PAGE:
When you’re little and find yourself amidst a loud, alluring, and sometimes frightening world, it’s nice to have daddy’s hand to hold onto.
I’ve been away, visiting my family in Southern Indiana. During a family reunion, I slipped away from the crowds to breathe in the clean country air and allow my soul to rest in the glory of nature. This is my home. Trees. Corn Fields. Light. Green. You may not notice him, but there is a small boy in the picture, taking a rest from the loving noise of the family, just as I was.
I’ve read many posts about the difficulty of choosing only 12 pictures that would capture a year. I concur; the task was challenging in many ways. I am sure that I was not the only one who experienced a roller-coaster of emotions while lingering over a year’s worth of images — images that tell stories and conjure up memories. Click on any image to see my descriptions and view the slideshow.
No theme …… No real reason for this post, except nostalgia.
It was 1962. My sister Rose was a baby. Rose is not the youngest in our clan; in fact, two boys and a girl follow her.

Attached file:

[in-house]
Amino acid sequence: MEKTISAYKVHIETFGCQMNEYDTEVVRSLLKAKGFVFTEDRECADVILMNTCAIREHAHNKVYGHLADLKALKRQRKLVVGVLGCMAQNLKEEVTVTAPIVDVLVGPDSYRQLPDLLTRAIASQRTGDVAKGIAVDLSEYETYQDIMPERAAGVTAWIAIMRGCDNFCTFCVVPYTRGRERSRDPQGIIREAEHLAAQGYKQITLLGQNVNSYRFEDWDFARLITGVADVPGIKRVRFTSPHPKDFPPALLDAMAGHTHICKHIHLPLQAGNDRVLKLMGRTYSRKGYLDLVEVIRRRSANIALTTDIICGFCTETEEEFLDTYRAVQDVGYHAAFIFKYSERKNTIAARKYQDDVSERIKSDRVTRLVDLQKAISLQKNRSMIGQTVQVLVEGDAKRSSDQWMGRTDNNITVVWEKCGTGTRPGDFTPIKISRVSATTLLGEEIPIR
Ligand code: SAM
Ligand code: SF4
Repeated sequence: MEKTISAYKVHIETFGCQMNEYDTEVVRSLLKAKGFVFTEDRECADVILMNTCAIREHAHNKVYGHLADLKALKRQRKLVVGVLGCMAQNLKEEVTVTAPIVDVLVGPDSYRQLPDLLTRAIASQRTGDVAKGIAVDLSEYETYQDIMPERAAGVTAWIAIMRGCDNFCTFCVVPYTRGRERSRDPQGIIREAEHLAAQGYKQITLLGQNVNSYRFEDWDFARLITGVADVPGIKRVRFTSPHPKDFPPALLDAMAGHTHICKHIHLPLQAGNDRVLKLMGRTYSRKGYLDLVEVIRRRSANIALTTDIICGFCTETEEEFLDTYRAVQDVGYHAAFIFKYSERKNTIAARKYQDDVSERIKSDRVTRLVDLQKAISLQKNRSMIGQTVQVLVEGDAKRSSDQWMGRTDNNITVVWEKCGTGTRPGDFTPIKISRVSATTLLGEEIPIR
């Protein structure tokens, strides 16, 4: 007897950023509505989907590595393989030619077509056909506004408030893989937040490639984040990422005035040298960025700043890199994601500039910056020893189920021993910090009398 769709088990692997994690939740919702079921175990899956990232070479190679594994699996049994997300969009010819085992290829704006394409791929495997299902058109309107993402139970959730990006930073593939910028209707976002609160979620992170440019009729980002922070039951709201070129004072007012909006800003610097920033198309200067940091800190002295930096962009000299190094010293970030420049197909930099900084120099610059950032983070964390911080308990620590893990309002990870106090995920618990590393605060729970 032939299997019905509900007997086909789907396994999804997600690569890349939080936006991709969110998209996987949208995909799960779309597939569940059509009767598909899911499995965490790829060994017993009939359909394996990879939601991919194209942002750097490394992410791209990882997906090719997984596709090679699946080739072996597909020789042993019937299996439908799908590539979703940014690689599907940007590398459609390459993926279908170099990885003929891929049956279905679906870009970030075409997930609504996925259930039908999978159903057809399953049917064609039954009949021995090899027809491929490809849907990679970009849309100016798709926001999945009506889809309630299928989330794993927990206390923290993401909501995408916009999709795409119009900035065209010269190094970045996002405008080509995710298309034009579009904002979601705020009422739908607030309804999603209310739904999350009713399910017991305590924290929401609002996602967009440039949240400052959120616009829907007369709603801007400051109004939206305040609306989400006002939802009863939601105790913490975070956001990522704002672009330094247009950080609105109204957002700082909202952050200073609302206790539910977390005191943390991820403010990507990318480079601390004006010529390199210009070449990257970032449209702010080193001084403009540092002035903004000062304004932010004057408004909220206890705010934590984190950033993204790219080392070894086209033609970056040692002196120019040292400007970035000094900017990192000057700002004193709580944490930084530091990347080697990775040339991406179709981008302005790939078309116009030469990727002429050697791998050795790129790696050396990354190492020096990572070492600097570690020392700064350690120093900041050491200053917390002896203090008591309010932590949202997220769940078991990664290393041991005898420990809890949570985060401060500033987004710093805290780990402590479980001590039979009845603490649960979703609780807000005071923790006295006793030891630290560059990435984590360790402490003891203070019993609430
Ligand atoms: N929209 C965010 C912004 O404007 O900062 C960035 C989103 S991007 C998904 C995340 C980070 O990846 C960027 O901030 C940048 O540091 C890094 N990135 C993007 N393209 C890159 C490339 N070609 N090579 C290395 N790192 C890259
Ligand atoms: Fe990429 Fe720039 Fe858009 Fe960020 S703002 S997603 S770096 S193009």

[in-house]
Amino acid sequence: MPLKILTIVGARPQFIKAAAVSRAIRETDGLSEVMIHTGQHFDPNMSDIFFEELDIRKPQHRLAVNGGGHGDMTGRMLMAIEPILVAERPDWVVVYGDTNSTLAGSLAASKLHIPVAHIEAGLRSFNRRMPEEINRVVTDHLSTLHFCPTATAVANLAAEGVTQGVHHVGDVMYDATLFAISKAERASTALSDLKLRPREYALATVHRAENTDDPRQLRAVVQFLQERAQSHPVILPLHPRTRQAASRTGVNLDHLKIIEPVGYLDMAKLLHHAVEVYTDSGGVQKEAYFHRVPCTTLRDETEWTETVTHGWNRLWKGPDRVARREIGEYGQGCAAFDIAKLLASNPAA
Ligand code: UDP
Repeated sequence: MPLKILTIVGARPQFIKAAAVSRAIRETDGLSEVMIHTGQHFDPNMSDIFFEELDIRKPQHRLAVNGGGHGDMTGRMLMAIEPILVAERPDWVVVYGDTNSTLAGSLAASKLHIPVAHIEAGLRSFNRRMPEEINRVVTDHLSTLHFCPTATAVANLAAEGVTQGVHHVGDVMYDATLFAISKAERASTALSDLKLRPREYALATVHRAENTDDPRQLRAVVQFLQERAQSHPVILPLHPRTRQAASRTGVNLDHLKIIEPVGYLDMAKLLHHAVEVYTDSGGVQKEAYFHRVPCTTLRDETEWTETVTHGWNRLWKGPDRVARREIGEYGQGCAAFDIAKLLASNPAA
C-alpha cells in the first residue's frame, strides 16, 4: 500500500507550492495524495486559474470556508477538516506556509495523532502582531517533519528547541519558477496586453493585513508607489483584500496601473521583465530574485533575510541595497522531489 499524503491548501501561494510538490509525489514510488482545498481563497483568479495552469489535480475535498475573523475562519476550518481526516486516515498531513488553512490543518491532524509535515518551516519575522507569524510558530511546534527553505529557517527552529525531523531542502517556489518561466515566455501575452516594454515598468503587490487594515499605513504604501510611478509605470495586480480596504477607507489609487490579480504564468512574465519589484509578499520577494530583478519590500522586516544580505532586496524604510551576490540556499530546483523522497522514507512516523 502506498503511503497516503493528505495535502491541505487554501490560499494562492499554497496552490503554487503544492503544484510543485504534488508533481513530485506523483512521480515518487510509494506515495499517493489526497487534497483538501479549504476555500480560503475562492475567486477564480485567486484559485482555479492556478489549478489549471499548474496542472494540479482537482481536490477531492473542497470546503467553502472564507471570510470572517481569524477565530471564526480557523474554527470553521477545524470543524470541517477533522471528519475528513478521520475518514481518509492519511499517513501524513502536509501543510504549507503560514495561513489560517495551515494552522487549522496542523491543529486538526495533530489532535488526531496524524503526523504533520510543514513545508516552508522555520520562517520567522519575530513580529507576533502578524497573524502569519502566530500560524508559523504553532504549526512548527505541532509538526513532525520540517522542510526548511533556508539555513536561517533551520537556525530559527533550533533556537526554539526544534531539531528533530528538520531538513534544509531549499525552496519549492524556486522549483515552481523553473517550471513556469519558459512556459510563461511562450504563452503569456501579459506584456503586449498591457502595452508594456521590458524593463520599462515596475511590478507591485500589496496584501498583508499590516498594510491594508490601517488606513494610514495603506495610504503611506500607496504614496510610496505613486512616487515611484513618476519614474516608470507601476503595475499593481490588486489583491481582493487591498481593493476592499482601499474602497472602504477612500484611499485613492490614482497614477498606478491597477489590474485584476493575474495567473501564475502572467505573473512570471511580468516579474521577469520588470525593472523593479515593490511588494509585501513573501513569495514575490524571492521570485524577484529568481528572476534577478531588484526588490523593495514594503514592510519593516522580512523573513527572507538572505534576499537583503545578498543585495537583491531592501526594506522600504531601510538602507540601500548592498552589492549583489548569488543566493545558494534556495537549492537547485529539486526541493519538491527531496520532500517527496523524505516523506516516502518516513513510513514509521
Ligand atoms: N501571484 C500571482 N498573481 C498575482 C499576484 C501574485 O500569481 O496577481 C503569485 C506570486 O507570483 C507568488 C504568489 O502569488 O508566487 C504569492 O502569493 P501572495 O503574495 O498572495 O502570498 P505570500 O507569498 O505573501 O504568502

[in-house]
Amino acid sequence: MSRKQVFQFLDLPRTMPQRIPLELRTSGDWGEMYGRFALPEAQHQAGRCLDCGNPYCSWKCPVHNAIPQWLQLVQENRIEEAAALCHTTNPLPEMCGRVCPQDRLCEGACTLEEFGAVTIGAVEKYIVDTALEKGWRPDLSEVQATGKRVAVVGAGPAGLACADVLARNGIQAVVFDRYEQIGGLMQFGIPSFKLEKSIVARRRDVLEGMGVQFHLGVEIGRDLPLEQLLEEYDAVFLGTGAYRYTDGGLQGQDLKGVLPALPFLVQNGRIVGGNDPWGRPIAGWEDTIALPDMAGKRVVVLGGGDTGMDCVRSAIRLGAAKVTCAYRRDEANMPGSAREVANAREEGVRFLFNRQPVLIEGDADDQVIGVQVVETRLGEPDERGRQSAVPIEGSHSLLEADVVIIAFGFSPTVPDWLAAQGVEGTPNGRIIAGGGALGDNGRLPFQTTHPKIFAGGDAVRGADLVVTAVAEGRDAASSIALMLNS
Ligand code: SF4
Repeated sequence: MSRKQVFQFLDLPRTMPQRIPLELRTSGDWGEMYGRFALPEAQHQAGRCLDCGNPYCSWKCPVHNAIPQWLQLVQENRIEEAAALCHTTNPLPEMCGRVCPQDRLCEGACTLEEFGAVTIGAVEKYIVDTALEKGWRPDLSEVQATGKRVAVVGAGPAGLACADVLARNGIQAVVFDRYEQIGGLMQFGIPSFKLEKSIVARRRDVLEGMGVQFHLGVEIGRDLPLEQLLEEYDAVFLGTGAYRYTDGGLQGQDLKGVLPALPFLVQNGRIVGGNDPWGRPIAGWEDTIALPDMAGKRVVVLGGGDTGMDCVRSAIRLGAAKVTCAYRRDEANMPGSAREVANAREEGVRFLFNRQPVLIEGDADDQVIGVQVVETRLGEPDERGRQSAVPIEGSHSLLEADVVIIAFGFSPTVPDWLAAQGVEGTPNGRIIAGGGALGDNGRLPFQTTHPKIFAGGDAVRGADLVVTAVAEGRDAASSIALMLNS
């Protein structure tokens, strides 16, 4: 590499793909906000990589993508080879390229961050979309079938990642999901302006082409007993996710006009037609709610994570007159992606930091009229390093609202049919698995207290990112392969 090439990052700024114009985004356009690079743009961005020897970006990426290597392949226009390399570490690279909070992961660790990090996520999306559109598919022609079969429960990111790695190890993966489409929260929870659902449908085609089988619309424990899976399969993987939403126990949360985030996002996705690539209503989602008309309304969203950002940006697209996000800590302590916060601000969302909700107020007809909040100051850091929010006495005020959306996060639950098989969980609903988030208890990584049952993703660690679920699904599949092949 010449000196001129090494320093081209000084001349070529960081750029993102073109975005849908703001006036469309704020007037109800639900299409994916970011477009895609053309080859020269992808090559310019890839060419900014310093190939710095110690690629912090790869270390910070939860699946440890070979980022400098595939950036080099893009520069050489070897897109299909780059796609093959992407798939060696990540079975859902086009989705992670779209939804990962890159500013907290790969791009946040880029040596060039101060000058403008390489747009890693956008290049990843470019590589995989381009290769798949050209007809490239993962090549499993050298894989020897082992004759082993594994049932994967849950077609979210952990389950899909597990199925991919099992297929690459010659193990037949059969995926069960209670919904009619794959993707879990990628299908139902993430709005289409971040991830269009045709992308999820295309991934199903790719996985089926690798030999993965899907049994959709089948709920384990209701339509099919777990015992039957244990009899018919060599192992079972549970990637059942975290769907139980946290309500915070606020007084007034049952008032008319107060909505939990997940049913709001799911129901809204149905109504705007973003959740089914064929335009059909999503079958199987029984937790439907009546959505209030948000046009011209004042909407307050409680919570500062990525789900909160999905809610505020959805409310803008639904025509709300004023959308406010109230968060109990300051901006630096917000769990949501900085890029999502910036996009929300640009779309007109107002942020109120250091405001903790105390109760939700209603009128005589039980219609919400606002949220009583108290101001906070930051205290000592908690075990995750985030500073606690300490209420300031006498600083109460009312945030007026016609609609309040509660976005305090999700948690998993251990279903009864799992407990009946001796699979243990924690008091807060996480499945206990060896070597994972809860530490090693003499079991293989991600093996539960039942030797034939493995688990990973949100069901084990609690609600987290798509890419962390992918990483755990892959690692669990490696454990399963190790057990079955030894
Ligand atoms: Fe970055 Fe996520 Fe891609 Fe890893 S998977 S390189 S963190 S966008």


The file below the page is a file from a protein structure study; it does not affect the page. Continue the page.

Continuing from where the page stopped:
Notice that my sister Phyllis & I are wearing identical blouses, which means that my mother probably made them. (I’m the one with the dark permed hair in the back.) By the way, I’m the oldest of the clan.
Check out the buzz cuts on my brothers; Mother took the electric clippers to them regularly.
I am in Indiana. My father’s journey is about to end. His wife, his ten children, many of his grandchildren, and numerous friends have gathered to say goodbye.
He is truly the kindest, most generous, most Godly man I know.
It may not be a great photograph, but this image of the patched-together garage always makes me smile because it reflects the brilliant and quirky personality of my generous and kind uncle, my father’s youngest brother. It’s a hodgepodge of parts, engines, signs, treasures, and memories. The roof was high on one side, so he cut down the pole, only to find it much too short. Being a problem-solver, he wedged a piece back into the space, thus raising the roof a bit. See the post on the right-hand side? The roof still slopes.